Misfolded proteins can cause various neurodegenerative diseases such as spinocerebellar ataxias (SCAs) or Huntington's disease, which are characterized by a progressive loss of neurons in the brain. Researchers of the Max Delbrck Center for Molecular Medicine (MDC) Berlin-Buch, Germany, together with their colleagues of the Universit Paris Diderot, Paris, France, have now identified 21 proteins that specifically bind to a protein called ataxin-1. Twelve of these proteins enhance the misfolding of ataxin-1 and thus promote the formation of harmful protein aggregate structures, whereas nine of them prevent the misfolding (PLoS Genetics, doi: 10.1371/journal.pgen.1002897)*.
Proteins only function properly when the chains of amino acids, from which they are built, fold correctly. Misfolded proteins can be toxic for the cells and assemble into insoluble aggregates together with other proteins. Ataxin-1, the protein that the researchers have now investigated, is very prone to misfolding due to inherited gene defects that cause neurodegenerative diseases. The reason for this is that the amino acid glutamine is repeated in the amino acid chain of ataxin-1 very often - the more glutamine, the more toxic the protein. Approximately 40 repeats of glutamine are considered to be toxic for the cells.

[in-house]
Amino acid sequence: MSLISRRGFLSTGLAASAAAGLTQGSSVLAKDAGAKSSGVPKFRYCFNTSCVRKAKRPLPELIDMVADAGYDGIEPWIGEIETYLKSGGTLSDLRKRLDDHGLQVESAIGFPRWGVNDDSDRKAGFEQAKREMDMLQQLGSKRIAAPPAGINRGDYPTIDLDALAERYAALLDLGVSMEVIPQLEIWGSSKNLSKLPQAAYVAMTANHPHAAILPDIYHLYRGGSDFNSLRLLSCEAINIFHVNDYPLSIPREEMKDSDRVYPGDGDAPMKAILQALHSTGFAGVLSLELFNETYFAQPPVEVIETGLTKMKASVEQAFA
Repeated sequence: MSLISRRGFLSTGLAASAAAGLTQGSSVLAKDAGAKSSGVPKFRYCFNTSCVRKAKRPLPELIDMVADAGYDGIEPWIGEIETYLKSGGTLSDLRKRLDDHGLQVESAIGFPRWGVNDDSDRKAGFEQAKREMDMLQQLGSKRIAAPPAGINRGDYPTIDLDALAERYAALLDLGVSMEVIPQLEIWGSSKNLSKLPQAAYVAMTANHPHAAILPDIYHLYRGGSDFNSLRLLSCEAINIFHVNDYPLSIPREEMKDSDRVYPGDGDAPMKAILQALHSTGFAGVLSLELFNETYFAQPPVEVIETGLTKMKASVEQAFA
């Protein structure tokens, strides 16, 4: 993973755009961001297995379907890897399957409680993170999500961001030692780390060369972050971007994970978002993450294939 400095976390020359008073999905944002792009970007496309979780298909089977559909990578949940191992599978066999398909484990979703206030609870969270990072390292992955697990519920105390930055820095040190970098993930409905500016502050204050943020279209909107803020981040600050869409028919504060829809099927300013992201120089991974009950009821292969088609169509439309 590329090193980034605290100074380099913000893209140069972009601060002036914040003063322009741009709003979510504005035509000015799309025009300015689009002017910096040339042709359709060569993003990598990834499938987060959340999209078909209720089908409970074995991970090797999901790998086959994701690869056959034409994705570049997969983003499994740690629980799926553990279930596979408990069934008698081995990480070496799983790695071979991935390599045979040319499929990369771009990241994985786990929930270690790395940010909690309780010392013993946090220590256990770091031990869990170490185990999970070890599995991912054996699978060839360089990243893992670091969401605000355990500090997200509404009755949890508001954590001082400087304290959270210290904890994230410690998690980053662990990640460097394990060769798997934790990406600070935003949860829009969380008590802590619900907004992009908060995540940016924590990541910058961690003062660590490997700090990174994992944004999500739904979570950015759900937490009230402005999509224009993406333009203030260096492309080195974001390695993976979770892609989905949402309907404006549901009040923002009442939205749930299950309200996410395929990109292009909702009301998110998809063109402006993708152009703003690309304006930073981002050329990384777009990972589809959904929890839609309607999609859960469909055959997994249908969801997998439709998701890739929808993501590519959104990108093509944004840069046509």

Now, Dr. Spyros Petrakis, Dr. Miguel Andrade, Professor Erich Wanker and colleagues have identified 21 proteins that mainly interact with ataxin-1 and influence its folding or misfolding. Twelve of these proteins enhance the toxicity of ataxin-1 for the nerve cells, whereas nine of the identified proteins reduce its toxicity.
Furthermore, the researchers detected a common feature in the structure of those proteins that enhances toxicity and aggregation. It is a special structure scientists call "coiled-coil-domain" because it resembles a double twisted spiral or helix. Apparently this structure promotes aggregation, because proteins that interact with ataxin-1 and have this domain enhance the toxic effect of mutated ataxin-1. As the researchers said, this structure could be a potential target for therapy: "A careful analysis of the molecular details could help to discover drugs that suppress toxic processes."
|Contact: Bachtler, Barbara|
Helmholtz Association of German Research Centres